Sovereign fund sees 10.6% return

Updated: 2013-07-27 02:13

By CHEN JIA (China Daily)

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Better performance spurred by higher equity prices around world

China Investment Corp, the country’s sovereign wealth fund, achieved a 10.6 percent gain from its global investments in 2012, compared with a 4.3 percent loss in 2011, according to the company’s annual report on Friday.

The cumulative annualized return of CIC’s overseas investments rose to 5.02 percent by the end of last year, from 3.8 percent up to 2011. Net income increased to $77.4 billion, up from $48.4 billion in 2011, the report said.

The better performance was mainly because of higher equity prices in global markets last year, with the company adjusting its investment portfolios, a CIC spokeswoman said.

By the end of last year, the company’s total assets rose to $575 billion from $482 billion in 2011.

On July 5, the State Council, China’s cabinet, appointed its deputy secretary-general Ding Xuedong as chairman of the sovereign wealth fund, filling the vacancy left by Lou Jiwei, who was appointed finance minister in March.

CIC will diversify its foreign exchange funds, increase investment in public equities and look for long-term investment targets with stable returns, the spokeswoman said.

The company, which manages part of the nation’s $3.5 trillion foreign exchange reserves, had invested about 32 percent of its money in public equities and 19.1 percent in fixed-income securities by the end of 2012.

Of the fixed-income securities, 54.7 percent comprised sovereign bonds of advanced economies, including the United States and European countries, while emerging markets comprised 17.5 percent, according to the annual report.

CIC’s investment in the US stock market accounted for 49.2 percent of its funds in public equities.

“We have increased purchases of public equities and steadily boosted long-term investment in infrastructure construction, energy and mineral resources, and real estate,” the spokeswoman said.

CIC: Volatility in markets predicted

Ding, the chairman, said, “The subdued global economic recovery, compounded by rising investment protectionism, will cast a prolonged shadow over the outlook for global financial markets.”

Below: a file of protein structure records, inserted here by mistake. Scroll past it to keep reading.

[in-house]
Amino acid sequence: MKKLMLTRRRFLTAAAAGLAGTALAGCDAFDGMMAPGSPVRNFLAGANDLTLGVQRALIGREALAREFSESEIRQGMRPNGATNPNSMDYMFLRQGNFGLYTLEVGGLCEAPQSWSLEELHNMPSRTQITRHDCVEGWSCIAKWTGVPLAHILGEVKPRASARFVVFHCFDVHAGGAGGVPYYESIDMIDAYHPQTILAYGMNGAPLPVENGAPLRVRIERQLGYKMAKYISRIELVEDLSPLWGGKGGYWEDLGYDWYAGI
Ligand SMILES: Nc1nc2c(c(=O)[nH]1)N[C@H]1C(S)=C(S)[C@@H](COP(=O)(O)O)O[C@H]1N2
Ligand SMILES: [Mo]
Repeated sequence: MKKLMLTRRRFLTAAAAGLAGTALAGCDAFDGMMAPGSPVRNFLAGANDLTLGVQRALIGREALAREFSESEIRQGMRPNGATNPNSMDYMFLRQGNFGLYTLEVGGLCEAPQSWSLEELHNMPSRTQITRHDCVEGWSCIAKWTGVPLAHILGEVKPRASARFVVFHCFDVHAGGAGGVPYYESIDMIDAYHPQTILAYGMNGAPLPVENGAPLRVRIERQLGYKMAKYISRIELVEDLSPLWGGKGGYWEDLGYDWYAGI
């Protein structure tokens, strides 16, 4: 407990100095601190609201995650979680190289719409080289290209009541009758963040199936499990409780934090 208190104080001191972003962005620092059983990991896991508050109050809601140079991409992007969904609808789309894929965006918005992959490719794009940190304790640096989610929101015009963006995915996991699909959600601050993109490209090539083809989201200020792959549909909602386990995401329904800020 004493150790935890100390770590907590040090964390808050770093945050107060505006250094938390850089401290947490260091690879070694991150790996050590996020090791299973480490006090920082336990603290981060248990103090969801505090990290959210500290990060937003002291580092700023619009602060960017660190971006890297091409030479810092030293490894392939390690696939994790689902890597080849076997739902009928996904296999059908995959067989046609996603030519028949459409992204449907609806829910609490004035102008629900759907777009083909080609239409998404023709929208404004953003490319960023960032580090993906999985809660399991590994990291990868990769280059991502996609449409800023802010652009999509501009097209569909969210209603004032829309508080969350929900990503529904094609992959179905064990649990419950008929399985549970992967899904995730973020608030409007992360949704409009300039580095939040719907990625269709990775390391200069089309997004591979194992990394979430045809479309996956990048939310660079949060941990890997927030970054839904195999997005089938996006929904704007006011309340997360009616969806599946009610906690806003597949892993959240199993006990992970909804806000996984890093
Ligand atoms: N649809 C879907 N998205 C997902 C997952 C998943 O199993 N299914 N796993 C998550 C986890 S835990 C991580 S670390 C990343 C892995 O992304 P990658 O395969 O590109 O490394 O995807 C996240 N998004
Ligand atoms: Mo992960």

He predicts increased volatility on world markets as major developed economies start reducing their quantitative easing programs, posing challenges for institutional investors.

Xu Hongcai, a senior financial researcher at the China Center for International Economic Exchange, a government think tank, suggested that the sovereign wealth fund sell some foreign equities to cash in on the return.

“Once the developed countries start to reduce asset purchasing, capital may flow out of China and other emerging markets. So the CIC should foresee the potential risks,” Xu said.

According to the US Treasury Department, China’s holdings of US Treasury bonds increased by $25.2 billion in May and the total reached a record high of $1.315 trillion. It rose by $151.9 billion from a year earlier.

“It is very urgent for CIC to diversify the investment in US Treasury bonds,” said Xu. “A better choice is to invest in overseas infrastructure projects and support Chinese enterprises to accelerate the Going Out strategy (which encourages Chinese enterprises to invest overseas).”

Teresa Lin, DBS managing director and joint group head of corporate and investment banking, said the upturn in global equities is likely to continue in coming months.

“The eurozone debt crisis has, for now, been stabilized by the commitment of unlimited central bank support.

“US politicians were never going to send the country into deflation and financial crisis despite the haggling over the debt ceiling and government spending cuts. Life goes on and the equities risk premium goes down.”

In 2012, the State Council injected another $19 billion into the sovereign wealth fund after raising $30 billion in 2011. The company was launched in 2007.